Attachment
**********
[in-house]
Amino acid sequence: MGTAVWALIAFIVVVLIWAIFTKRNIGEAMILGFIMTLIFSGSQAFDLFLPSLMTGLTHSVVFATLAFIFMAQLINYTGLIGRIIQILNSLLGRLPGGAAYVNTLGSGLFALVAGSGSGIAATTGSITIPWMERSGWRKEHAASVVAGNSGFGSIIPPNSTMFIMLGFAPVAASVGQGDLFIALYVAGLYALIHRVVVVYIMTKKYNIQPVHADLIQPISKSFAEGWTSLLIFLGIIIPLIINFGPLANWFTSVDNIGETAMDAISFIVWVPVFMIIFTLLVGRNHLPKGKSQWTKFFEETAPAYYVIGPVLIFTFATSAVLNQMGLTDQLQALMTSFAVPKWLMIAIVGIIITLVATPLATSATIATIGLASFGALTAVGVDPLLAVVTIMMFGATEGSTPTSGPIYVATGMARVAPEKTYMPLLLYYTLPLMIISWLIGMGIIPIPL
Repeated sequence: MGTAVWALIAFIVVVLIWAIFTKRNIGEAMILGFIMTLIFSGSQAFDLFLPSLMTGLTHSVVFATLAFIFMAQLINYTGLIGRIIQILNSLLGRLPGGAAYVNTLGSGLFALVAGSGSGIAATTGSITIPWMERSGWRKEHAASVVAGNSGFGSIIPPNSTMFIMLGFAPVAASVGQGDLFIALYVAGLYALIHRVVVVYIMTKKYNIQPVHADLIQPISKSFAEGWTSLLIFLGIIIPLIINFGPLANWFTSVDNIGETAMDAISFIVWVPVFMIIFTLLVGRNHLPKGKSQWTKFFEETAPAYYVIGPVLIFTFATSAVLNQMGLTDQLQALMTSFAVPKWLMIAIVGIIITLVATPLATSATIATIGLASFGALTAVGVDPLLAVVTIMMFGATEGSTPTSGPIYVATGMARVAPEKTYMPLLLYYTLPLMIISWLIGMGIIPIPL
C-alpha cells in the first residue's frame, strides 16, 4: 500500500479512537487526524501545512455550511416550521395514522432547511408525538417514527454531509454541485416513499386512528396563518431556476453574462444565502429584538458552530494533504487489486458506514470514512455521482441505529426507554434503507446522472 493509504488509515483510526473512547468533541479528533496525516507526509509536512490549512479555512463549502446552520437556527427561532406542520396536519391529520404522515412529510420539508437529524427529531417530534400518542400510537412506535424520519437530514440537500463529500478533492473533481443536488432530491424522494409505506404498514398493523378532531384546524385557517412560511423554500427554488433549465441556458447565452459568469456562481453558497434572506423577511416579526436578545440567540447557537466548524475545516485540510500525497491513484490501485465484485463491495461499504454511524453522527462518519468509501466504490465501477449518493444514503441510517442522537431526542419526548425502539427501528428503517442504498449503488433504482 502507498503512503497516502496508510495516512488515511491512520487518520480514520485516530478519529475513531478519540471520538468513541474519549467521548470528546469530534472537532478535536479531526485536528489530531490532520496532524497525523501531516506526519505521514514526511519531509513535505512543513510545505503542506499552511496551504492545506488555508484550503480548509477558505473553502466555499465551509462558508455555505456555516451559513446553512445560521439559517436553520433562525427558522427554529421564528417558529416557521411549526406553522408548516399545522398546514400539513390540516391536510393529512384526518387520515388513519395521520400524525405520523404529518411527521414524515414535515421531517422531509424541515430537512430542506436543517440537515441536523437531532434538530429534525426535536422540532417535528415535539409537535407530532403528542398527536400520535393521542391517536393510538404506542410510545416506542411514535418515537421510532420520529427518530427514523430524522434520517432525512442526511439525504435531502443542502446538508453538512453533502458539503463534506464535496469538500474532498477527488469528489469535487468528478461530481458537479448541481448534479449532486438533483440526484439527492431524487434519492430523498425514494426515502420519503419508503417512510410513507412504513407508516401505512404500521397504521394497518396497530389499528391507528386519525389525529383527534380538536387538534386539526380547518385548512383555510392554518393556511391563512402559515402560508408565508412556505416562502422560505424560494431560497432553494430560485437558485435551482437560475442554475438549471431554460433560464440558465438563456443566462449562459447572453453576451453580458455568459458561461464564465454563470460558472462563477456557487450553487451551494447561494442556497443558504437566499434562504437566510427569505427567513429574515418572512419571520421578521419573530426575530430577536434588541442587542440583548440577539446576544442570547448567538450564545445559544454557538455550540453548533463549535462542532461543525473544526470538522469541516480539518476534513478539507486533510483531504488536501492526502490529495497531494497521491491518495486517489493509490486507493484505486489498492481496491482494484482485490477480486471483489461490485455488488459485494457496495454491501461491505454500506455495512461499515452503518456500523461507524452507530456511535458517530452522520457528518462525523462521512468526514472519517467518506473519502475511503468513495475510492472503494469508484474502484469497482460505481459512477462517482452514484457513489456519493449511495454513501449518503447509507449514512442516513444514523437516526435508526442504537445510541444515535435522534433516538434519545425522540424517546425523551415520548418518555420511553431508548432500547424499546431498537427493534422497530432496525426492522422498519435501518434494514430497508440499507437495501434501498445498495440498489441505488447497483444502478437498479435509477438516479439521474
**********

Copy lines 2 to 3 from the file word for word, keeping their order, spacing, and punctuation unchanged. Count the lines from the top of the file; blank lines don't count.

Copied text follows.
Amino acid sequence: MGTAVWALIAFIVVVLIWAIFTKRNIGEAMILGFIMTLIFSGSQAFDLFLPSLMTGLTHSVVFATLAFIFMAQLINYTGLIGRIIQILNSLLGRLPGGAAYVNTLGSGLFALVAGSGSGIAATTGSITIPWMERSGWRKEHAASVVAGNSGFGSIIPPNSTMFIMLGFAPVAASVGQGDLFIALYVAGLYALIHRVVVVYIMTKKYNIQPVHADLIQPISKSFAEGWTSLLIFLGIIIPLIINFGPLANWFTSVDNIGETAMDAISFIVWVPVFMIIFTLLVGRNHLPKGKSQWTKFFEETAPAYYVIGPVLIFTFATSAVLNQMGLTDQLQALMTSFAVPKWLMIAIVGIIITLVATPLATSATIATIGLASFGALTAVGVDPLLAVVTIMMFGATEGSTPTSGPIYVATGMARVAPEKTYMPLLLYYTLPLMIISWLIGMGIIPIPL
Repeated sequence: MGTAVWALIAFIVVVLIWAIFTKRNIGEAMILGFIMTLIFSGSQAFDLFLPSLMTGLTHSVVFATLAFIFMAQLINYTGLIGRIIQILNSLLGRLPGGAAYVNTLGSGLFALVAGSGSGIAATTGSITIPWMERSGWRKEHAASVVAGNSGFGSIIPPNSTMFIMLGFAPVAASVGQGDLFIALYVAGLYALIHRVVVVYIMTKKYNIQPVHADLIQPISKSFAEGWTSLLIFLGIIIPLIINFGPLANWFTSVDNIGETAMDAISFIVWVPVFMIIFTLLVGRNHLPKGKSQWTKFFEETAPAYYVIGPVLIFTFATSAVLNQMGLTDQLQALMTSFAVPKWLMIAIVGIIITLVATPLATSATIATIGLASFGALTAVGVDPLLAVVTIMMFGATEGSTPTSGPIYVATGMARVAPEKTYMPLLLYYTLPLMIISWLIGMGIIPIPL